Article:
Sales Drill-down | #WorkoutWednesday | 2019 | Week 1

Happy new year! And just like that, without missing a beat, we’re back at with the first challenge of a new year of #WorkoutWednesday.

Luke is kicking off the challenges this year and he’s got a good one for us. So let’s take a look.

Okay, the first thing I notice about this is that we’re going to be dealing with set actions with this one. Now, when it comes to set actions, I’ve written about them in previous challenges but if you’ve never played with set actions, you need to first read the set actions bible, a post by the undisputed queen of set actions, Linsdey Poulter. Please, go read it.

So one thing that I noticed about Luke’s challenge right off the bat is that row headers are all on the same header regardless of what you’ve clicked on. That is nothing that I’ve seen before so I’m going to need to work through that somehow.

I think the first thing I want to do is create as much of this as I can using Lindsey’s method and see if I can’t just modify it to put in the same format as Luke’s. Maybe that will work, maybe not. Either way, I’m guaranteed to learn something!

It actually looks like this is extremely similar to Lindsey’s example so I’m going to spare you showing you how followed Lindsey’s step by step tutorial because you really need to go read her set actions post. It’s that good.

Okay so I got all the way here:

Screen Shot 2019-01-03 at 1.39.20 PM.png

As you can see, it’s pretty close but by no means meets the requirements. At first I thought maybe I could just adjust the column width but sadly that didn’t work. It’s time to take a peak at a final solution for guidance.

If you’re new to #WorkoutWednesday, please know that there NOTHING wrong with reverse engineering. We, in the community, encourage you do so.

So, I chose to take a look at Curtis Harris’s solution because he and I tend to approach these challenges, and Tableau in general, very similarly. And it turns out that he unioned the dataset to itself! That’s, honestly, all I needed to see to crack the rest.

To do this you need to edit your datasource and then create a union just as you normally would but with the same table name. Doing so will create a new column called [Table Name] and the members of this column are:

  • Orders
  • Orders$

The dollar is there simply to denote the records that came from the second table in the union.

Okay, now we’re ready to built out the rest of the final solution.

I’m going to put [Category] on rows as we normally would, my set is going to be the same as I already had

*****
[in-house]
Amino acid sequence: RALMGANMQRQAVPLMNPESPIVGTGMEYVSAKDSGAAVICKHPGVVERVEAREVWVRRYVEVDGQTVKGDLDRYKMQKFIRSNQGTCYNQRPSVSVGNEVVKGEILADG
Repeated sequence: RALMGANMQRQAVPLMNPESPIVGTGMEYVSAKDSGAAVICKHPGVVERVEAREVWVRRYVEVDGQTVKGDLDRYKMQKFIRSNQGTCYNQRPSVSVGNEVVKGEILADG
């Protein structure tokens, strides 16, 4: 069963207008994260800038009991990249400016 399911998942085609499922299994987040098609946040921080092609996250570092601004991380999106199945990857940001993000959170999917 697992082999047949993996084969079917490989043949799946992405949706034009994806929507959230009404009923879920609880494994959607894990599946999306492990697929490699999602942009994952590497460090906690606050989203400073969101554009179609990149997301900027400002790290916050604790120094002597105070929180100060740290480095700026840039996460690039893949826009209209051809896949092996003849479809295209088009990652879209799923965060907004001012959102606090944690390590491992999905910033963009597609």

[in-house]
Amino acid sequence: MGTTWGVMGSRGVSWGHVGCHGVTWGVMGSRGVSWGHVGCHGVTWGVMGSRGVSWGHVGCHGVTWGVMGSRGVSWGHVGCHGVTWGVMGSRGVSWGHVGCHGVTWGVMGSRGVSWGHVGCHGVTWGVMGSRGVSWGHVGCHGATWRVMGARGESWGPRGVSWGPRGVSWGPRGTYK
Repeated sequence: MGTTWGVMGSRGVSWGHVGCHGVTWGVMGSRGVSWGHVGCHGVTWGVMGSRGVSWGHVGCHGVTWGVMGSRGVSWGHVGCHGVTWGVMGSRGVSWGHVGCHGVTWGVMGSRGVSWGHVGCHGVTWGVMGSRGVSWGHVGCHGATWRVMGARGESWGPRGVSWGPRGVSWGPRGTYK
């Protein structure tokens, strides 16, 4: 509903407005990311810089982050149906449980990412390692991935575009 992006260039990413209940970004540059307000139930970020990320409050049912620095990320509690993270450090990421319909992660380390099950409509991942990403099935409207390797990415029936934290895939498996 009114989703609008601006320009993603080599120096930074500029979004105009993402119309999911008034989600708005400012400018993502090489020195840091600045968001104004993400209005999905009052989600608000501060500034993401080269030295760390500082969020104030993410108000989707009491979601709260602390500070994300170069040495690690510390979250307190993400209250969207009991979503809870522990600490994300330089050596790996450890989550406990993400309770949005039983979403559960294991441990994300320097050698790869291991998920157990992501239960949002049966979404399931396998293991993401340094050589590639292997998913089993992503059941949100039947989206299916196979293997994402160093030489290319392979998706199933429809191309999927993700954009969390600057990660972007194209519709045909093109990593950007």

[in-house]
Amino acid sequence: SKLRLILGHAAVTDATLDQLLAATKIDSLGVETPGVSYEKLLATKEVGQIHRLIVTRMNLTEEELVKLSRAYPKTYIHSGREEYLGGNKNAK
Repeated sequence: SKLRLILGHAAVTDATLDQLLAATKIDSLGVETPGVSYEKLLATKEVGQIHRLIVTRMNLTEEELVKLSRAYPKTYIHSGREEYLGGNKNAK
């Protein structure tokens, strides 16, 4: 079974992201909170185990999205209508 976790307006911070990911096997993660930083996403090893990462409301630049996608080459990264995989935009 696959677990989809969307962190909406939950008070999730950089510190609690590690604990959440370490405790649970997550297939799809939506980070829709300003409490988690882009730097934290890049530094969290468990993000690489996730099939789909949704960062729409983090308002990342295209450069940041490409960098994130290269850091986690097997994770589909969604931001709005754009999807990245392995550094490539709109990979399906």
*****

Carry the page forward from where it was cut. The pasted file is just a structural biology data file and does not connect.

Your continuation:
Screen Shot 2019-01-03 at 1.57.51 PM.png

So what is Luke wanting us to do here? When I select a [Category] I want to see all the children of said category (which I can already to based on Lindsey walkthrough) but I also want to see each parent. Additionally, for the parents, when I select one, I want to see a down triangle in front of the word and for the other parents, I want to see a right arrow. This can easily be accomplished now that I’ve a duplicate table unioned together because I can return a category from one table and the subcategory from the other

IF [Category Set] and [Table Name]=”Orders” THEN “▼ “+[Category]
ELSEIF [Category Set] and [Table Name]=”Orders$” THEN ” “+[Sub-Category]
ELSE “► “+[Category]

I’m dynamically adding a column comprised of two different columns depending on what my selection is. Pretty cool right?

Now, I can duplicate this to get the sales number, except I need to modify the “ELSE” statement because if just say “ELSE [Sales]” then I’ll get the sum of ALL rows from both tables which is no good. So this is what I wrote to get around it

IF [Category Set] and [Table Name]=”Orders” THEN “▼ “+[Category]
ELSEIF [Category Set] and [Table Name]=”Orders$” THEN ” “+[Sub-Category]
( IF [Table Name] = “Orders” then [Sales] END )

So by default, Tableau will sort these alphbetically and spaces come before ASCII characters so I just need to sort my dimension field descending by my new sales measure and we’re good to go!

Lucky for me, there’s no tooltip to worry about. And it’s just simply formatting from this point!

Hooray for set actions! Click for the interactive version or to download my workbook.

sales drill down



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